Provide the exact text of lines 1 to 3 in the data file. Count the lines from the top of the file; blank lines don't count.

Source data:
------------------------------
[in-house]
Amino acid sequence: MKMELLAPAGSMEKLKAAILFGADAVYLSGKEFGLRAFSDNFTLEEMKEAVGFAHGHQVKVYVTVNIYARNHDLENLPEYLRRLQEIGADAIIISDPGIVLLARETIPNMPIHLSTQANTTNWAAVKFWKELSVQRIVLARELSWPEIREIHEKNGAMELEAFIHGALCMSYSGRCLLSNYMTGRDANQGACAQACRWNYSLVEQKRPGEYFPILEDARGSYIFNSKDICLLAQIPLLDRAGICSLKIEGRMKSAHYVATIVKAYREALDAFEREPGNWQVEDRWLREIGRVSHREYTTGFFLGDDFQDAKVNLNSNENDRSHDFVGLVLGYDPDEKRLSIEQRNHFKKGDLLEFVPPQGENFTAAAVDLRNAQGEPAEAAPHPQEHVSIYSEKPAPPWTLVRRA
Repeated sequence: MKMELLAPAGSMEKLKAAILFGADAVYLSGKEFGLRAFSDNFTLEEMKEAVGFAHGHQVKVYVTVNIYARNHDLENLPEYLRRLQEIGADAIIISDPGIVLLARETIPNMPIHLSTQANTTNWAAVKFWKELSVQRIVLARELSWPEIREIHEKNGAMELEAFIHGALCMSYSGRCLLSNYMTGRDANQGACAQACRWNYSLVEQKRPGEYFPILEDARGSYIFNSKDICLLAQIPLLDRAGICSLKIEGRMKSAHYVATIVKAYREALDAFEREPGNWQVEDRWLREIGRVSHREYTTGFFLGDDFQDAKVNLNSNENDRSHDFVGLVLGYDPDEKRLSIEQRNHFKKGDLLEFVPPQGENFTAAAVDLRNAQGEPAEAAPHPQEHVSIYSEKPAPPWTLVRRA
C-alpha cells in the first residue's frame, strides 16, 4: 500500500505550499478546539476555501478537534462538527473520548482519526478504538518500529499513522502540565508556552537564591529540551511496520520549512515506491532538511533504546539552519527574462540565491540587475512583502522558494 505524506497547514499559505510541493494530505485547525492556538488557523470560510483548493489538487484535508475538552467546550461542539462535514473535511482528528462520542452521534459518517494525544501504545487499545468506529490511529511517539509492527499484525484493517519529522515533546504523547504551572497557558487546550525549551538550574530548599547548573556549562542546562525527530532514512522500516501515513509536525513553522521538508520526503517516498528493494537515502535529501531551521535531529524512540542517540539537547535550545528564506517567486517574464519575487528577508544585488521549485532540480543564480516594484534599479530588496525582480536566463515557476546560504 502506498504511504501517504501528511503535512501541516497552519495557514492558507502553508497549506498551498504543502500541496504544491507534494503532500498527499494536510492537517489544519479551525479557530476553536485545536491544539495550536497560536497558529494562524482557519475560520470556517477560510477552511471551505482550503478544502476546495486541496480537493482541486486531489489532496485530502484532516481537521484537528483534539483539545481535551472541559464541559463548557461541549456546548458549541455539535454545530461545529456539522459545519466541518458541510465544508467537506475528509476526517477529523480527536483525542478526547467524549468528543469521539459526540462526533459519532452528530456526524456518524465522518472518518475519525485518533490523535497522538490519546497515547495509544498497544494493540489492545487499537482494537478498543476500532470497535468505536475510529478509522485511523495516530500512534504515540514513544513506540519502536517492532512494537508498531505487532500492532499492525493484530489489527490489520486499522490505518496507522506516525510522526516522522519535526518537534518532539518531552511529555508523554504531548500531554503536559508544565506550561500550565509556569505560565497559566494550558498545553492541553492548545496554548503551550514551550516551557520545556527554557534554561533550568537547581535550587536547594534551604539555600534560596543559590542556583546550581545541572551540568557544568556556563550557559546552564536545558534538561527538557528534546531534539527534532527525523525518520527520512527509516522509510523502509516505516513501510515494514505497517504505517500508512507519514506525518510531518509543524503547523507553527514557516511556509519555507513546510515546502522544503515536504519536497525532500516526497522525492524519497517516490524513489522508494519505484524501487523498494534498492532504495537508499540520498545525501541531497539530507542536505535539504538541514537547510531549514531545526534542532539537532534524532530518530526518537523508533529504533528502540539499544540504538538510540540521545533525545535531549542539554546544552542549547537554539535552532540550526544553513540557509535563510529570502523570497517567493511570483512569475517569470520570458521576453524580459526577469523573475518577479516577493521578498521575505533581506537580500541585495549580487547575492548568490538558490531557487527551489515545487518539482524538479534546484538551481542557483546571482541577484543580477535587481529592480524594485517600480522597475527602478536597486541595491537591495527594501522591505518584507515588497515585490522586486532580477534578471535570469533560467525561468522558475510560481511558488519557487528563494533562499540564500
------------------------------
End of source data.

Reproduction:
[in-house]
Amino acid sequence: MKMELLAPAGSMEKLKAAILFGADAVYLSGKEFGLRAFSDNFTLEEMKEAVGFAHGHQVKVYVTVNIYARNHDLENLPEYLRRLQEIGADAIIISDPGIVLLARETIPNMPIHLSTQANTTNWAAVKFWKELSVQRIVLARELSWPEIREIHEKNGAMELEAFIHGALCMSYSGRCLLSNYMTGRDANQGACAQACRWNYSLVEQKRPGEYFPILEDARGSYIFNSKDICLLAQIPLLDRAGICSLKIEGRMKSAHYVATIVKAYREALDAFEREPGNWQVEDRWLREIGRVSHREYTTGFFLGDDFQDAKVNLNSNENDRSHDFVGLVLGYDPDEKRLSIEQRNHFKKGDLLEFVPPQGENFTAAAVDLRNAQGEPAEAAPHPQEHVSIYSEKPAPPWTLVRRA
Repeated sequence: MKMELLAPAGSMEKLKAAILFGADAVYLSGKEFGLRAFSDNFTLEEMKEAVGFAHGHQVKVYVTVNIYARNHDLENLPEYLRRLQEIGADAIIISDPGIVLLARETIPNMPIHLSTQANTTNWAAVKFWKELSVQRIVLARELSWPEIREIHEKNGAMELEAFIHGALCMSYSGRCLLSNYMTGRDANQGACAQACRWNYSLVEQKRPGEYFPILEDARGSYIFNSKDICLLAQIPLLDRAGICSLKIEGRMKSAHYVATIVKAYREALDAFEREPGNWQVEDRWLREIGRVSHREYTTGFFLGDDFQDAKVNLNSNENDRSHDFVGLVLGYDPDEKRLSIEQRNHFKKGDLLEFVPPQGENFTAAAVDLRNAQGEPAEAAPHPQEHVSIYSEKPAPPWTLVRRA